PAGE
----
Primer-directed enzymatic amplification of DNA with a thermostable DNA polymerase

Science. 1988 Jan 29;239(4839):487-91. doi: 10.1126/science.2448875.


A thermostable DNA polymerase was used in an in vitro DNA amplification procedure, the polymerase chain reaction. The enzyme, isolated from Thermus aquaticus, greatly simplifies the procedure and, by enabling the amplification reaction to be performed at higher temperatures, significantly improves the specificity, yield, sensitivity, and length of products that can be amplified. Single-copy genomic sequences were amplified by a factor of more than 10 million with very high specificity, and DNA segments up to 2000 base pairs were readily amplified. In addition, the method was used to amplify and detect a target DNA molecule present only once in a sample of 10(5) cells.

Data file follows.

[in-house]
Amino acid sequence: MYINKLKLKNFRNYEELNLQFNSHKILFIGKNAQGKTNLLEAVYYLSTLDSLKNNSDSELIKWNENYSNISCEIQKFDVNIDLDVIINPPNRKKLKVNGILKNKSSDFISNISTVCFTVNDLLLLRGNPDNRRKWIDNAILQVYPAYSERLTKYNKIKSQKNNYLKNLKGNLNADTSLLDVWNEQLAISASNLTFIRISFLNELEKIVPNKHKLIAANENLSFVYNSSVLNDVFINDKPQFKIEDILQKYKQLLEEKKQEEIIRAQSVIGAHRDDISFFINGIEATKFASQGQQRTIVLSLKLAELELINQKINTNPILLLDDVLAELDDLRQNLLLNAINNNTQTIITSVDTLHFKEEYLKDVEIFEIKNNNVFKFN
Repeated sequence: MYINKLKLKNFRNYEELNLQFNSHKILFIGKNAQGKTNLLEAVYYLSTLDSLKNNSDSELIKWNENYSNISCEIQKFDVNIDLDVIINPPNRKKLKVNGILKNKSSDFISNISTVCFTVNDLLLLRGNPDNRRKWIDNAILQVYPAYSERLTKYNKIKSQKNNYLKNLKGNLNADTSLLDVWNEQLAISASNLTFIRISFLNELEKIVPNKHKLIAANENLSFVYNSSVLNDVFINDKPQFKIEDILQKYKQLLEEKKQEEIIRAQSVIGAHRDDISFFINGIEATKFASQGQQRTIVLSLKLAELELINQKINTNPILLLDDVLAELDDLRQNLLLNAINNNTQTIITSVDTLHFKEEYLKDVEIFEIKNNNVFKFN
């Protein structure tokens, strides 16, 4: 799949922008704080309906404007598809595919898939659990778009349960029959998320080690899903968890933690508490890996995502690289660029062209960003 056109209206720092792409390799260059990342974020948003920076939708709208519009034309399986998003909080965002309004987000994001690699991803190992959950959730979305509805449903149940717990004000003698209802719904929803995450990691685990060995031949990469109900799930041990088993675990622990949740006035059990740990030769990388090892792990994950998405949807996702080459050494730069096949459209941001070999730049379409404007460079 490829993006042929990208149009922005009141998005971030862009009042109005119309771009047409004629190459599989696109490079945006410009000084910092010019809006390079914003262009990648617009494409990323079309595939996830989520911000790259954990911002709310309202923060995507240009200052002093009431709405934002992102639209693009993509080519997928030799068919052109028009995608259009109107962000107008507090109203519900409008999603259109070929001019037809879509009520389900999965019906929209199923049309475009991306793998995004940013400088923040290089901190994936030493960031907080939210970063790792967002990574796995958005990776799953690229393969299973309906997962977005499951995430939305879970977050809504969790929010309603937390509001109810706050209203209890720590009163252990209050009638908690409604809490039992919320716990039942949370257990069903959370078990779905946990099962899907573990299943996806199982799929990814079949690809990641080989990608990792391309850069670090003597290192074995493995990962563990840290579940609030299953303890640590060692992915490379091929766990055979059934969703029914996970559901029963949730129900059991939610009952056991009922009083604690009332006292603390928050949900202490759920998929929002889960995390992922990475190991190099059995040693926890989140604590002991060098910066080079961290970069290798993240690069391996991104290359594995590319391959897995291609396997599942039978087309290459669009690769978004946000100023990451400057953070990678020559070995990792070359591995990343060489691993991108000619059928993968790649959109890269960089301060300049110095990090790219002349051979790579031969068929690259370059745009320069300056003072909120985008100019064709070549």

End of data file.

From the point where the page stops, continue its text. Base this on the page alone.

MeSH terms

  • Cloning, Molecular
  • DNA / genetics*
  • DNA, Recombinant
  • DNA-Directed DNA Polymerase / metabolism*
  • Electrophoresis, Agar Gel
  • Globins / genetics
  • Hot Temperature*
  • Humans
  • Nucleic Acid Amplification Techniques*
  • Nucleic Acid Denaturation
  • Nucleic Acid Hybridization
  • RNA / genetics
  • Thermus / enzymology


  • DNA, Recombinant
  • RNA
  • Globins
  • DNA
  • DNA-Directed DNA Polymerase